In response to a well-known photograph of him with his arm around Giuffre’s waist at Maxwell’s house, the duke said he had no memory of the picture being taken - and even questioned whether it was his own hand in the image.
“I don’t believe that photograph was taken in the way that has been suggested,” he said.
“I think it’s, from the investigations that we’ve done, you can’t prove whether or not that photograph is faked or not, because it is a photograph of a photograph of a photograph. So it’s very difficult to be able to prove it, but I don’t remember that photograph ever being taken.”
In the aftermath of the interview, Andrew received widespread criticism for his lack of empathy for Epstein’s victims and for appearing unapologetic over his friendship with Epstein.
Following on from this, Andrew quit his royal duties and publicly promised to co-operate with US authorities investigating Epstein’s crimes, though has since faced a war of words between his camp and American authorities over his availability to answer questions.
“In the right circumstances, yes I would... there’s just as much closure for me as there is for everybody else.”
Despite promising this, Giuffre’s legal action requested a trial by jury was brought because the duke “stonewalled” requests to co-operate, according to court documents.
The court documents state: “Again Prince Andrew stonewalled—ignoring (the) Plaintiff’s letter and emails without any reply or response, thereby making this action necessary now.”
A spokesman for the duke said there was “no comment” when she was asked to respond to Giuffre’s legal action.
When did the allegations come about?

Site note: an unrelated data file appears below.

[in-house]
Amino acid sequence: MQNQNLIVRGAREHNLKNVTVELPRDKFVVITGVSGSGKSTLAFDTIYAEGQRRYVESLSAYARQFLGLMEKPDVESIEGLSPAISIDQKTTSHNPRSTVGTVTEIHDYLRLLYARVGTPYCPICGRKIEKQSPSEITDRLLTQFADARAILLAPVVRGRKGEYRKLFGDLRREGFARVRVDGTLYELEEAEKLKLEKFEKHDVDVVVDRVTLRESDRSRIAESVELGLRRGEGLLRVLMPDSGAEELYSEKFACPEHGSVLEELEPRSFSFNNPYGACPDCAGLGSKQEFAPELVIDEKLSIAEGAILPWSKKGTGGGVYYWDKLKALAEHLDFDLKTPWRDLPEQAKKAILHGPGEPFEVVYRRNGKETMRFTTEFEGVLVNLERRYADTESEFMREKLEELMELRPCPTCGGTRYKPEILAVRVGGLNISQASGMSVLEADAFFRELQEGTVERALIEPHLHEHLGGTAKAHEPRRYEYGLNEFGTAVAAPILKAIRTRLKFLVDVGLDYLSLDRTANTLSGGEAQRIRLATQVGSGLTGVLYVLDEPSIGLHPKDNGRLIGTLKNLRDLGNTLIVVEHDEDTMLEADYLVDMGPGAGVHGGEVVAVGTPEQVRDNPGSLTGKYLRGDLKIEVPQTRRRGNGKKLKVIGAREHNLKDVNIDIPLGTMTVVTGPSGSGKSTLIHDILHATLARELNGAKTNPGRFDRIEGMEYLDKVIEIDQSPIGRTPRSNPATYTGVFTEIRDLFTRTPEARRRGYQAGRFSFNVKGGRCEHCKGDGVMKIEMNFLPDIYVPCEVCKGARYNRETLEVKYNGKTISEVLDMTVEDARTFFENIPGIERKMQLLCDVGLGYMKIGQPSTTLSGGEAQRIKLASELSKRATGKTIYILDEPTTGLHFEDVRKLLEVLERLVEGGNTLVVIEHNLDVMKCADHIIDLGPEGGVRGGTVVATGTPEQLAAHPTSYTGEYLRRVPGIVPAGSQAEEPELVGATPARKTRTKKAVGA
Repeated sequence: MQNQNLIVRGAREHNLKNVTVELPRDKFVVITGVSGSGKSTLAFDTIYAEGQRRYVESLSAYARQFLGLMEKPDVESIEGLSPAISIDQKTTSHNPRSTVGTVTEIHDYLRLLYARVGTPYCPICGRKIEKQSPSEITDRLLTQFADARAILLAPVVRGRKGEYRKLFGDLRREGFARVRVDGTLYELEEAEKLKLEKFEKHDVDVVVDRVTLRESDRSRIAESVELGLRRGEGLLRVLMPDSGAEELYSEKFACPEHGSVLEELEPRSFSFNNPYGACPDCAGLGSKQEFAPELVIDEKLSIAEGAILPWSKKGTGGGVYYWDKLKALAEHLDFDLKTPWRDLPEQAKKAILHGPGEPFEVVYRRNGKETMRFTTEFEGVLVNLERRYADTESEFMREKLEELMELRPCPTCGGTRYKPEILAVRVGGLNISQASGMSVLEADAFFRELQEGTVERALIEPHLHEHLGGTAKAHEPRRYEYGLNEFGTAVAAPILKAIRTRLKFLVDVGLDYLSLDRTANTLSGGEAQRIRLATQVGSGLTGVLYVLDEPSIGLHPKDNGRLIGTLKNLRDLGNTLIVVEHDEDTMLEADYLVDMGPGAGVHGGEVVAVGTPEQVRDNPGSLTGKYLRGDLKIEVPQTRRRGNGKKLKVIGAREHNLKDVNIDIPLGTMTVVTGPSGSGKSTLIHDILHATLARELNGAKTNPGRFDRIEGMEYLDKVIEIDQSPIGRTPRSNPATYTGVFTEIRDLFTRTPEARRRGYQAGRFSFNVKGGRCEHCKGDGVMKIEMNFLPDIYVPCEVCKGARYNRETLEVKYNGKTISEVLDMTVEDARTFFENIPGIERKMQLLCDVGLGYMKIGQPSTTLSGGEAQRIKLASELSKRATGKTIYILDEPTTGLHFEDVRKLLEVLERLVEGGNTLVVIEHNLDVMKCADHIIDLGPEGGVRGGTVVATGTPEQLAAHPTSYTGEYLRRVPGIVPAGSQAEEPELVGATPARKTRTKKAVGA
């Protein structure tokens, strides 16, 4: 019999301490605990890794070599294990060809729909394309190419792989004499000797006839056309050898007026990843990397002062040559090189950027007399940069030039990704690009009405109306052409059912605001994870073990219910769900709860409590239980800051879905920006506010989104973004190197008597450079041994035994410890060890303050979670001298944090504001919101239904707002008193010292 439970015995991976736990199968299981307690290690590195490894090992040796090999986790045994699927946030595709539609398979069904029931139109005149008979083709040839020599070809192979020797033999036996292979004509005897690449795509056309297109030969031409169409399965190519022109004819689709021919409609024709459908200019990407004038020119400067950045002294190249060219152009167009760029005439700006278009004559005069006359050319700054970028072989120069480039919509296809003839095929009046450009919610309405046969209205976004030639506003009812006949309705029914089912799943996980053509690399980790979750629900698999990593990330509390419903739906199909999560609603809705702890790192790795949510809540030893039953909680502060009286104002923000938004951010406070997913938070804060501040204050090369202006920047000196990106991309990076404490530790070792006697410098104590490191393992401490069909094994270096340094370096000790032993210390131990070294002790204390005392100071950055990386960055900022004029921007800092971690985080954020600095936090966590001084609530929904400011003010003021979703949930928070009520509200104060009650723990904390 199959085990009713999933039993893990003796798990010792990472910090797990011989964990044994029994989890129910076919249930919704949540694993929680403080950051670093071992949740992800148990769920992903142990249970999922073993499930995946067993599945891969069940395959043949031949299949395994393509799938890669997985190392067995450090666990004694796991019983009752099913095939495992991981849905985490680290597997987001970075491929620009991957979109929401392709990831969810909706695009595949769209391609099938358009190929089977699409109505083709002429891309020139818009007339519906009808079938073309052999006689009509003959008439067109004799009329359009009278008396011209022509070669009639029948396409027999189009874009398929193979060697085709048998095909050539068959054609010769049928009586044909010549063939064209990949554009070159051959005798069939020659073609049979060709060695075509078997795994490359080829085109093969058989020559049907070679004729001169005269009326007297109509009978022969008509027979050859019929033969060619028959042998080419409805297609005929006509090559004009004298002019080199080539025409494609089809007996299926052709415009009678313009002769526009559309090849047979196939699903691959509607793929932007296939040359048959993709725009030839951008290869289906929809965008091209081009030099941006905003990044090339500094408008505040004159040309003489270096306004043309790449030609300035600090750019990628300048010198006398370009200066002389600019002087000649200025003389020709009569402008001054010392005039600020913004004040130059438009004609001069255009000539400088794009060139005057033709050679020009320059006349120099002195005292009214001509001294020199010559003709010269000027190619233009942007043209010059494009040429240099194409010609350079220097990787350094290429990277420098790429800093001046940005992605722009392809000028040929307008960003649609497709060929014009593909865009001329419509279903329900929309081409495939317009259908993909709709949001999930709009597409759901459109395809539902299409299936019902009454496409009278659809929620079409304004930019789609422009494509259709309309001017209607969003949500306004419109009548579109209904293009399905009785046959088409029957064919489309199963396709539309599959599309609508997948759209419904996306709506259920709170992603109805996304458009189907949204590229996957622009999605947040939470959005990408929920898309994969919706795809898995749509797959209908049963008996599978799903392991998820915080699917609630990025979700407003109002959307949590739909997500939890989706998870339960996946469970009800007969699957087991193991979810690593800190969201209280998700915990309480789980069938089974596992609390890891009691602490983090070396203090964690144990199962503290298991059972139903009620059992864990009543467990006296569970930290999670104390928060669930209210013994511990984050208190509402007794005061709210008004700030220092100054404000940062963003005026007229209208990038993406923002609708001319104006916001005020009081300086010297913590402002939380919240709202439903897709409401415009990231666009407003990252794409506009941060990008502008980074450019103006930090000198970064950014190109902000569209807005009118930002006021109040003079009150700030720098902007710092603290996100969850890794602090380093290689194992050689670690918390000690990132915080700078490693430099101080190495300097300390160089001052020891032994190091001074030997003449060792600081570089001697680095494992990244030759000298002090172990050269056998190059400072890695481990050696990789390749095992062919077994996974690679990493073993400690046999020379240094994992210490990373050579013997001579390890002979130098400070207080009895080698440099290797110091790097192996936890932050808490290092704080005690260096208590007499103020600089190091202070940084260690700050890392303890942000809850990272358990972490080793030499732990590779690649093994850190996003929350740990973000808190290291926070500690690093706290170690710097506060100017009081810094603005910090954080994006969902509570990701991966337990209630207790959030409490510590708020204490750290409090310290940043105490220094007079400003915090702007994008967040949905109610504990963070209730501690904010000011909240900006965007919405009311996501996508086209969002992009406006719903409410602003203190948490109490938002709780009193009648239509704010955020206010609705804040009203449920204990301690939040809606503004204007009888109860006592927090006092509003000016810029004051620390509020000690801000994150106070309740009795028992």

It was in 2014 when Giuffre first made allegations against Andrew in court filings, in a case brought by Epstein’s victims against the Department of Justice.
Who is Virginia Giuffre?
Virginia Giuffre, previously known as Virginia Roberts, is a justice advocate for sex trafficking victims.
In 2015, Giuffre set up a non-profit organisation Victims Refuse Silence for survivors of sexual abuse and sex trafficking.
The organisation’s aim is to “help survivors surmount the shame, silence, and intimidation typically experienced by victims of sexual abuse, and to help others to escape becoming victims of sex trafficking.”
She now lives in Australia with her husband and three children.
What is the Childhood Victims Act?
Giuffre’s 15-page suit was brought under New York State’s Childhood Victims Act that was signed into law in 2019 by the then Governor Andrew Cuomo.
The law enabled survivors of childhood sexual abuse to file a case that had already been time-barred or expired within a one-year time frame.
Due to the pandemic disrupting court services, that one-year window was extended and ended on 14 August.
What happened to Epstein and Maxwell?
In August 2019, Epstein took his own life while in jail, just one month after he was arrested on sex trafficking charges.
Maxwell is currently in custody, awaiting her trial in November after pleading not guilty to sex trafficking charges in Manhattan federal court.